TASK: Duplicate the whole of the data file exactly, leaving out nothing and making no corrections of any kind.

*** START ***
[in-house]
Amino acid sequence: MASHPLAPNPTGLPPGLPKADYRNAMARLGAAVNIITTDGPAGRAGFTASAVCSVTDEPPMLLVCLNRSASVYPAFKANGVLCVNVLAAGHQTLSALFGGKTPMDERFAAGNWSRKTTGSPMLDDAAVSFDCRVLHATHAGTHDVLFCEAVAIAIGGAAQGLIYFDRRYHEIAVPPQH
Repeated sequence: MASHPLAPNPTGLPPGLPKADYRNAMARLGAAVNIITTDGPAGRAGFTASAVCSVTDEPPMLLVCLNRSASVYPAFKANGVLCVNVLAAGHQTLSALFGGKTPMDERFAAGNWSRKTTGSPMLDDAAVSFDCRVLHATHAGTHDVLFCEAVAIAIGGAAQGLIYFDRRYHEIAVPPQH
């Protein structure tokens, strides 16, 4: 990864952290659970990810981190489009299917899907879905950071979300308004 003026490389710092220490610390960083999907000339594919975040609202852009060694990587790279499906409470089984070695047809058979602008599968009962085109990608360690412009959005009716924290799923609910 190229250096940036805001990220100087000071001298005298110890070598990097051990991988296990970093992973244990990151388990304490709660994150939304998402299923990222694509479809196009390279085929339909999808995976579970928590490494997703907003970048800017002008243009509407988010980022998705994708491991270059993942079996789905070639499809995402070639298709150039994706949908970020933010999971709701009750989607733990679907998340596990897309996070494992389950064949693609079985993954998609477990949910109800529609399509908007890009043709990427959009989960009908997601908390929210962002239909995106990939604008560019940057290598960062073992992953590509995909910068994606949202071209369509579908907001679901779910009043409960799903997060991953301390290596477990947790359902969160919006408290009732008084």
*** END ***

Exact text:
[in-house]
Amino acid sequence: MASHPLAPNPTGLPPGLPKADYRNAMARLGAAVNIITTDGPAGRAGFTASAVCSVTDEPPMLLVCLNRSASVYPAFKANGVLCVNVLAAGHQTLSALFGGKTPMDERFAAGNWSRKTTGSPMLDDAAVSFDCRVLHATHAGTHDVLFCEAVAIAIGGAAQGLIYFDRRYHEIAVPPQH
Repeated sequence: MASHPLAPNPTGLPPGLPKADYRNAMARLGAAVNIITTDGPAGRAGFTASAVCSVTDEPPMLLVCLNRSASVYPAFKANGVLCVNVLAAGHQTLSALFGGKTPMDERFAAGNWSRKTTGSPMLDDAAVSFDCRVLHATHAGTHDVLFCEAVAIAIGGAAQGLIYFDRRYHEIAVPPQH
């Protein structure tokens, strides 16, 4: 990864952290659970990810981190489009299917899907879905950071979300308004 003026490389710092220490610390960083999907000339594919975040609202852009060694990587790279499906409470089984070695047809058979602008599968009962085109990608360690412009959005009716924290799923609910 190229250096940036805001990220100087000071001298005298110890070598990097051990991988296990970093992973244990990151388990304490709660994150939304998402299923990222694509479809196009390279085929339909999808995976579970928590490494997703907003970048800017002008243009509407988010980022998705994708491991270059993942079996789905070639499809995402070639298709150039994706949908970020933010999971709701009750989607733990679907998340596990897309996070494992389950064949693609079985993954998609477990949910109800529609399509908007890009043709990427959009989960009908997601908390929210962002239909995106990939604008560019940057290598960062073992992953590509995909910068994606949202071209369509579908907001679901779910009043409960799903997060991953301390290596477990947790359902969160919006408290009732008084």